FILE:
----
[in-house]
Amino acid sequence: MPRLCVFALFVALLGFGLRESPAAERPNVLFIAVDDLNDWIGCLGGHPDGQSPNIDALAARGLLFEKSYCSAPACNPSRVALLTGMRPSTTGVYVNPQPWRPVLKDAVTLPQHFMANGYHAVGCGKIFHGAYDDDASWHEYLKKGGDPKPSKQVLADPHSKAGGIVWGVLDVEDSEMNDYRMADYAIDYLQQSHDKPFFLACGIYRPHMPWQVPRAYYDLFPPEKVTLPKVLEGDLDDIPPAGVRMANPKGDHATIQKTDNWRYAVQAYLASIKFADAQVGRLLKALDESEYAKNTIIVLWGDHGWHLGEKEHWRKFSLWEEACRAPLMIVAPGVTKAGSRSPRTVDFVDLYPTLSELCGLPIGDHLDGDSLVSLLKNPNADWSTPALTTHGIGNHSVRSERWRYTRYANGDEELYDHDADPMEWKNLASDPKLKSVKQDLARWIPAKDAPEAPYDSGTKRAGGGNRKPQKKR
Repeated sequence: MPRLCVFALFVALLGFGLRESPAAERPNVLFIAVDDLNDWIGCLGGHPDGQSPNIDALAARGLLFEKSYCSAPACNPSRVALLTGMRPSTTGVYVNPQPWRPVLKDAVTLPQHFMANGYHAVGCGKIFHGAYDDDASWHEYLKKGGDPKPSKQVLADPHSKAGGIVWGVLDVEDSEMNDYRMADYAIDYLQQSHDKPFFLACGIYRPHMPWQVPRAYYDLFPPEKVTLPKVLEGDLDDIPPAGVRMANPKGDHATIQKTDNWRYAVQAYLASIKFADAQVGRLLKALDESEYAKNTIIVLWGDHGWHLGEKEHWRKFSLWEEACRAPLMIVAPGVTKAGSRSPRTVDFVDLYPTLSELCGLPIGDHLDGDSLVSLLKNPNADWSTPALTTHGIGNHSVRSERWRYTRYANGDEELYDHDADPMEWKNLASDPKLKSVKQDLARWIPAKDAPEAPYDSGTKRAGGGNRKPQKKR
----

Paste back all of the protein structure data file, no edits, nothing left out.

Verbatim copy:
[in-house]
Amino acid sequence: MPRLCVFALFVALLGFGLRESPAAERPNVLFIAVDDLNDWIGCLGGHPDGQSPNIDALAARGLLFEKSYCSAPACNPSRVALLTGMRPSTTGVYVNPQPWRPVLKDAVTLPQHFMANGYHAVGCGKIFHGAYDDDASWHEYLKKGGDPKPSKQVLADPHSKAGGIVWGVLDVEDSEMNDYRMADYAIDYLQQSHDKPFFLACGIYRPHMPWQVPRAYYDLFPPEKVTLPKVLEGDLDDIPPAGVRMANPKGDHATIQKTDNWRYAVQAYLASIKFADAQVGRLLKALDESEYAKNTIIVLWGDHGWHLGEKEHWRKFSLWEEACRAPLMIVAPGVTKAGSRSPRTVDFVDLYPTLSELCGLPIGDHLDGDSLVSLLKNPNADWSTPALTTHGIGNHSVRSERWRYTRYANGDEELYDHDADPMEWKNLASDPKLKSVKQDLARWIPAKDAPEAPYDSGTKRAGGGNRKPQKKR
Repeated sequence: MPRLCVFALFVALLGFGLRESPAAERPNVLFIAVDDLNDWIGCLGGHPDGQSPNIDALAARGLLFEKSYCSAPACNPSRVALLTGMRPSTTGVYVNPQPWRPVLKDAVTLPQHFMANGYHAVGCGKIFHGAYDDDASWHEYLKKGGDPKPSKQVLADPHSKAGGIVWGVLDVEDSEMNDYRMADYAIDYLQQSHDKPFFLACGIYRPHMPWQVPRAYYDLFPPEKVTLPKVLEGDLDDIPPAGVRMANPKGDHATIQKTDNWRYAVQAYLASIKFADAQVGRLLKALDESEYAKNTIIVLWGDHGWHLGEKEHWRKFSLWEEACRAPLMIVAPGVTKAGSRSPRTVDFVDLYPTLSELCGLPIGDHLDGDSLVSLLKNPNADWSTPALTTHGIGNHSVRSERWRYTRYANGDEELYDHDADPMEWKNLASDPKLKSVKQDLARWIPAKDAPEAPYDSGTKRAGGGNRKPQKKR